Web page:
Tuesday, July 17, 2012


Sex addiction has yet to get a serious film treatment until "Shame," the sophomore feature from filmmaker Steve McQueen. Generally we feel inclined to put a comic spin on anything that taboo (see the adaptation of Chuck Palahniuk's sex-addiction novel "Choke"), but here we see how it ruins lives and relationships.
Like any addiction, main character Brandon (Michael Fassbender) becomes preoccupied with sex, participating in everything from prostitution to Internet pornography to relieving himself in the bathroom at work. The film's first act is a long sample of how sex dominates most of Brandon's thoughts as he goes through a typical week, a character study in perversion but not one that demonizes his habit so much as displaying it for what it is. We don't feel bad for Brandon nor do we despise him. Shame, aptly, might be the most applicable emotion.
As with any character study, a lot hinges on Fassbender's performance, and he delivers. Brandon isn't given a line of dialogue for what feels like ages at the beginning, yet Fassbender perfectly (albeit somewhat horrifyingly) telegraphs his internal thought process. McQueen is in perfect sync, injecting us into Brandon's brain as best he can by subtly sexualizing a lot of what Brandon sees. A sequence on the subway is entirely silent but especially powerful as Brandon eyes a woman across the way.
Stretches of "Shame" will bore some viewers to death, but it's a sacrifice McQueen makes to convey the solitude and loneliness of a man with Brandon's condition. His lifestyle simply does not allow for extended periods of human contact or long-term relationships. When he makes efforts to do so in the film, it's painstaking for him. Much of the movie feels superfluous (it could rank among the longest 100 minutes in film history), but to some extent we cannot truly understand Brandon unless we are fully treated to that isolation, to a complete lack of interest in anything but sex or something that might lead to sex or sexual satisfaction.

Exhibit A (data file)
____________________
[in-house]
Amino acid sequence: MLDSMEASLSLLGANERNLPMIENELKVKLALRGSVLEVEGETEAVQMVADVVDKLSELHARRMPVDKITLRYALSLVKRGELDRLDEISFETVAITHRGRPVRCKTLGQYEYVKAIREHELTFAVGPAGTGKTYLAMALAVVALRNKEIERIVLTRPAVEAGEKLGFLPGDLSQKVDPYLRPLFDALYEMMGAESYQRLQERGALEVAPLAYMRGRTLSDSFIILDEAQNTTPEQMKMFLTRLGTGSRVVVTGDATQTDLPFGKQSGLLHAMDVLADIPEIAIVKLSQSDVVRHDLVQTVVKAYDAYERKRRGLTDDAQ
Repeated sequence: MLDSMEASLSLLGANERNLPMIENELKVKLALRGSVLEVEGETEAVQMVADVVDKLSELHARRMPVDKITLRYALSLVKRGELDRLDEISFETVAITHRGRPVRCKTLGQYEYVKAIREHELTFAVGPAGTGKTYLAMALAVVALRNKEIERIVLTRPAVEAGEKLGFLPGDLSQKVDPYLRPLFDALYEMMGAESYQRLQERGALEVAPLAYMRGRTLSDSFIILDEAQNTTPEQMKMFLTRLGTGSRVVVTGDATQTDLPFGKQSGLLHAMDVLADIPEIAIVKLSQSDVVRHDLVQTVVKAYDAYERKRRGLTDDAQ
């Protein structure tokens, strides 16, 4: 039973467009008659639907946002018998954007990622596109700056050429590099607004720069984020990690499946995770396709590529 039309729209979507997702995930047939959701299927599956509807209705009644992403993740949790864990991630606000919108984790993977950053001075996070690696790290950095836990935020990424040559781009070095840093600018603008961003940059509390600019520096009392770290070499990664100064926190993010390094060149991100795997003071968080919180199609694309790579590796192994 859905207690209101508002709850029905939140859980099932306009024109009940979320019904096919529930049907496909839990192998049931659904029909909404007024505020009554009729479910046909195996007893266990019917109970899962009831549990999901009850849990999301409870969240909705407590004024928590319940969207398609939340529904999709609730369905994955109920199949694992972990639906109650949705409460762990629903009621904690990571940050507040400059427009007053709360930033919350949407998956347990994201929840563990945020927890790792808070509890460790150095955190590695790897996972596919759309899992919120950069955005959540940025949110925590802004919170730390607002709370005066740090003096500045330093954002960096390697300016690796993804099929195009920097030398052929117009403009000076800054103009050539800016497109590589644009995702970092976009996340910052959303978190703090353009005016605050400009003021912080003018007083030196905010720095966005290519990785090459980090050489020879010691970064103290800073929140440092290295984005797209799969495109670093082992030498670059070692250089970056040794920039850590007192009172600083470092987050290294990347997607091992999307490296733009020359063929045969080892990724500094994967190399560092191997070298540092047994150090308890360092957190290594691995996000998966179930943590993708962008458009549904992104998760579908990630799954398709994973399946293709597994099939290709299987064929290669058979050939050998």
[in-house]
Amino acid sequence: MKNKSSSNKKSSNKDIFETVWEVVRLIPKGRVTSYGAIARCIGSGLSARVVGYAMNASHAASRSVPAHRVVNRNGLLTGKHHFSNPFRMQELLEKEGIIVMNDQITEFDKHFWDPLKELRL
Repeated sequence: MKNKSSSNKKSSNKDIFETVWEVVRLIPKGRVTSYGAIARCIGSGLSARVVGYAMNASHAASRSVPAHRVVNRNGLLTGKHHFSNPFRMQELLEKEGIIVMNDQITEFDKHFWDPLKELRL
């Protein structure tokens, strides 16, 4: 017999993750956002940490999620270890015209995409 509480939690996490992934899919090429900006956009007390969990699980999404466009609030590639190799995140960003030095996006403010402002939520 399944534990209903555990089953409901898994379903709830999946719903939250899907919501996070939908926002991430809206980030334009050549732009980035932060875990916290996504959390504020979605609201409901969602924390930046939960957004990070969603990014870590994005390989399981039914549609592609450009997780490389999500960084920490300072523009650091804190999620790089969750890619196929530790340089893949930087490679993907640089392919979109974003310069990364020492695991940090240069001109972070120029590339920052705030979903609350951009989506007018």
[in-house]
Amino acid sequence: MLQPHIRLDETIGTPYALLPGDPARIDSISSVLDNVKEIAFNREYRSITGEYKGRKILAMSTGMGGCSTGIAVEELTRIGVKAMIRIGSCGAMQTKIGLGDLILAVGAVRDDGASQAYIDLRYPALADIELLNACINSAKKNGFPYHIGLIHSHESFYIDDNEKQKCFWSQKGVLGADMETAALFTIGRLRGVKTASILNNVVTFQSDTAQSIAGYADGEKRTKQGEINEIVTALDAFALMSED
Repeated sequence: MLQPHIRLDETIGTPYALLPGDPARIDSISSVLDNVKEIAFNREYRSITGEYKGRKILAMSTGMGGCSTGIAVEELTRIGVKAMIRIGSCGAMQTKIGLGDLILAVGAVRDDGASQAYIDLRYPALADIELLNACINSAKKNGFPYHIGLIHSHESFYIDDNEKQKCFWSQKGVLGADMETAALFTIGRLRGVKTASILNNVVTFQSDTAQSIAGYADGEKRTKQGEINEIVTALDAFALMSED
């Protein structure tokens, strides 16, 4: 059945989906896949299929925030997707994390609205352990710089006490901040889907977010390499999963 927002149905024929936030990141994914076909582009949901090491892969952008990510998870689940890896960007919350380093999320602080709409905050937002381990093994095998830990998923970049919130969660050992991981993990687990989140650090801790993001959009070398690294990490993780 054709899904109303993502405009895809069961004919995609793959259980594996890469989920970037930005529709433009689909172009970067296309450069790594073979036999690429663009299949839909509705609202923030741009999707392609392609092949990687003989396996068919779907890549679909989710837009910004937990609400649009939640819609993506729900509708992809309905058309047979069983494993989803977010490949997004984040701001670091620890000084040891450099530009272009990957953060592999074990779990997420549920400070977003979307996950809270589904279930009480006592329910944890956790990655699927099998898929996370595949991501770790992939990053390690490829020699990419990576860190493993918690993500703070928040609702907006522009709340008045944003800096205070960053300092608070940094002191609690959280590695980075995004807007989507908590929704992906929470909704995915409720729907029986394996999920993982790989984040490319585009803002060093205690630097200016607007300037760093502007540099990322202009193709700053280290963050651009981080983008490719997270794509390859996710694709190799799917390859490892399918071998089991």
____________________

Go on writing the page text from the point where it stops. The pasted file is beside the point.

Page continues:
After our first series of trials observing Brandon, McQueen and co-writer Abi Morgan drop in Sissy (Carey Mulligan), Brandon's equally troubled (in a whole other way) sister. Her on-screen introduction features her completely nude and arguing with Brandon in the bathroom, which sets the table for their relationship. Sissy is the opposite of Brandon, a jazz singer completely dependent on human contact and emotional connection. Her intrusion on Brandon's life understandably causes him to get angry and emotionally volatile.
Brandon is not entirely averse to change, but he struggles mightily with it. The third act is an experiment that achieves both positive and negative results and digs into the question of whether or not one can personally overcome something of this magnitude. Never, however, does the film confront its themes or questions through dialogue. Only once does Sissy even allude to Brandon's perversion, telling him he has no right to chastise anyone else's sexual choices.
Fassbender and Mulligan ultimately anchor "Shame." Without them, the film would be deemed powerfully told, but completely un-engaging. Their raw performances and willingness to bare all physically and emotionally create the hook that makes such a brooding character study work. McQueen certainly deserves credit as well for working with them to create captivating performances.
The subject matter of "Shame" is not an easy one from a filmmaking perspective as well as a cultural one, but McQueen does an honorable job with it. He recognizes which traditional storytelling practices he must sacrifice in order to truly capture sex addiction tonally and emotionally.

Monday, July 16, 2012


There's a certain dramatic element that Dennis Villeneuve gives to the most inordinate things in his films. Having previously watched his earlier movie Maelstorm featuring the girl from The Diving Bell and the Butterfly, Marie-Josée Croze, I expected some levels of weirdness to this film too. After all, it was this same guy who gave so much personality to a dead (rather half-dead) fish that was about to be spliced open. He actually gave the fish philosophical lines of dialogue! But that was before I knew Incendies was based on a really famous play, not just a filament of Denis' own writing.
Incendies is the kind of film that one walks away from feeling emotionally drained, one where it stays in the viewer's mind for days on end. Like an intense personal experience, it takes a lot to come to grips with the film's story, a moving plot full of twists and catharsis. Denis has made four films in Canada, but this is the first one to have a major international release, most importantly in America. Right now, I see no reason why Villeneuve, or any of the actors for that matter, shouldn't have a great future ahead of them.